KUALA LUMPUR: A senior police officer has received a bullet and a death threat with the words “Kami akan mencabar polis (We dare the police)” and “Kami tidak takut polis (We are not afraid of the police)” over the force’s all-out war against loan sharks.
It is learnt that several other senior officers had also received death threats via post following recent directives to nab loan sharks.
Sources said the officer, who had received a bullet and a newspaper article that had a photograph of him declaring war on loan sharks, had sent the evidence to the forensics department for fingerprint tests.
They said this was the first time several senior officers had received death threats simultaneously.
CID director Comm Datuk Musa Hassan confirmed that a police report had been lodged with regard to the death threats.
It is learnt that the stamp mark on the envelope indicated that the letter was posted from Johor, although it could not be immediately be ascertained if the person or persons responsible were from Johor.
Police had last week busted a loan shark syndicate that was allegedly headed by several businessmen Datuks from Johor following the arrest of 16 of the syndicate’s “field workers” in Petaling Jaya.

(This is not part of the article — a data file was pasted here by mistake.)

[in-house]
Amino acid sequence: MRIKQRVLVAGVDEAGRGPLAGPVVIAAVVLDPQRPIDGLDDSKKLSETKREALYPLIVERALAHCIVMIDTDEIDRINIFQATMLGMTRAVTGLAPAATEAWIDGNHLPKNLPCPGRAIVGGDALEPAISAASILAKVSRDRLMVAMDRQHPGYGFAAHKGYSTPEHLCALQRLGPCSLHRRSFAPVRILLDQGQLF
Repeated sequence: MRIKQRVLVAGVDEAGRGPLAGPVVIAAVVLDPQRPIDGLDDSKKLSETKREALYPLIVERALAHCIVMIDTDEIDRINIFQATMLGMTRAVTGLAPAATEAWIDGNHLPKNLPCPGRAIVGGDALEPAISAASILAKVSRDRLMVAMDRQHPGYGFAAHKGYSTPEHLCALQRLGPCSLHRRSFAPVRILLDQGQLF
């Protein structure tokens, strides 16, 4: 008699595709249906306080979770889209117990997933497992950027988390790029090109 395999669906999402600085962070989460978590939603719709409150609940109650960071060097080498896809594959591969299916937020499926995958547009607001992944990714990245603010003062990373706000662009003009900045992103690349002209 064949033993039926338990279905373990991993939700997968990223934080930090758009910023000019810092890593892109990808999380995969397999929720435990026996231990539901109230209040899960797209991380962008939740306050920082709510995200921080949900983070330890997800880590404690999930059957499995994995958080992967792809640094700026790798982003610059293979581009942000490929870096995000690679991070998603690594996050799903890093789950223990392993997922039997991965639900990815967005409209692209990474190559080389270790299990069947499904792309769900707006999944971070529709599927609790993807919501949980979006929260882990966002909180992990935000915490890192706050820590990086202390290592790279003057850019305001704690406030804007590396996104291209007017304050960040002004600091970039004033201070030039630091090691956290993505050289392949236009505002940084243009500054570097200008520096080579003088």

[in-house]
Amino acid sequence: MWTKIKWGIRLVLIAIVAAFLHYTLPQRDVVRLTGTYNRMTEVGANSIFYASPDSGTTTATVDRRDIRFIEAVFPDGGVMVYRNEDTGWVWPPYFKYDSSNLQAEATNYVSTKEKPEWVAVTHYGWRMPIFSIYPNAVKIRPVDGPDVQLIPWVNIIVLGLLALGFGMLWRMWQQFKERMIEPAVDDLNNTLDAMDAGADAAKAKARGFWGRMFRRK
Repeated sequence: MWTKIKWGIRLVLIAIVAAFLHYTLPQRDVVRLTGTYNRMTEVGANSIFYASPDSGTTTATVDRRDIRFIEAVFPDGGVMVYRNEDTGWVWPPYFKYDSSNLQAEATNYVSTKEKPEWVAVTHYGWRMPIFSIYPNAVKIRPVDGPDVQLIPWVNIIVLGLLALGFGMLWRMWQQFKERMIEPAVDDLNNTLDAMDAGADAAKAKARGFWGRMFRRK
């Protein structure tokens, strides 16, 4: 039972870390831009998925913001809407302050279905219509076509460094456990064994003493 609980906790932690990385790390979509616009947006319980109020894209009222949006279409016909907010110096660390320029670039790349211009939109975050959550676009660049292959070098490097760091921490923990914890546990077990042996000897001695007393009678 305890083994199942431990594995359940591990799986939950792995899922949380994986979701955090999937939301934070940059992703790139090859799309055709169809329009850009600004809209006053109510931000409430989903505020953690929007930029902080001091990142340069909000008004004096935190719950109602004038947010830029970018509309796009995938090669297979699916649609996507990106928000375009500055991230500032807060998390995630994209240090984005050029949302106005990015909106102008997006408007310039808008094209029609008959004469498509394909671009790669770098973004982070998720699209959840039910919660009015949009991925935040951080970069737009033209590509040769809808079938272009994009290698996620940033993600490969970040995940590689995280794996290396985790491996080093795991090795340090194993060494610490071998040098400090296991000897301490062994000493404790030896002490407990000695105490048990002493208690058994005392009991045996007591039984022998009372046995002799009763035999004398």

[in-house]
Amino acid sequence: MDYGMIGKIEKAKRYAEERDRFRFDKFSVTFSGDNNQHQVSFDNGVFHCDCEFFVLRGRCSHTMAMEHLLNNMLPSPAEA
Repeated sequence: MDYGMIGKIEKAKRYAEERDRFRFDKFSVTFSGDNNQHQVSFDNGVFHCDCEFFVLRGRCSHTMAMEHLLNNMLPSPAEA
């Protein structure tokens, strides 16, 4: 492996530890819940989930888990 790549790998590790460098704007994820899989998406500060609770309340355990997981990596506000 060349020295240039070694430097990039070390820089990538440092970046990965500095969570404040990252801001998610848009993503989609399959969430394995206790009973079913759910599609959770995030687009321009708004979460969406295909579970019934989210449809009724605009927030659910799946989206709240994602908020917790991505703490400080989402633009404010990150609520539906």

Sources said the syndicate operated like a financial institution, with a multi-tiered system controlled by area managers and supervisors to oversee workers who disbursed loans and collected payments.
Police here have so far identified 10 areas in the Klang Valley where the syndicate had been operating.
The men, who were also from Johor, were caught with cheques for a total of RM7.4mil, credit cards, RM135,000 in cash, 10 car registration cards, cellular phones and jewellery – all taken from their victims.
They would force their debtors to pay up by harassing them at their workplace or even going to their houses armed with parang late at night. They even damaged cars to emphasise their threats.
The syndicate, which had been active for a year, attracted its customers by distributing leaflets and letters to houses advertising its “services”.
The leaflets stated that the syndicate was called Siong Xin (meaning “ambitious” in Mandarin).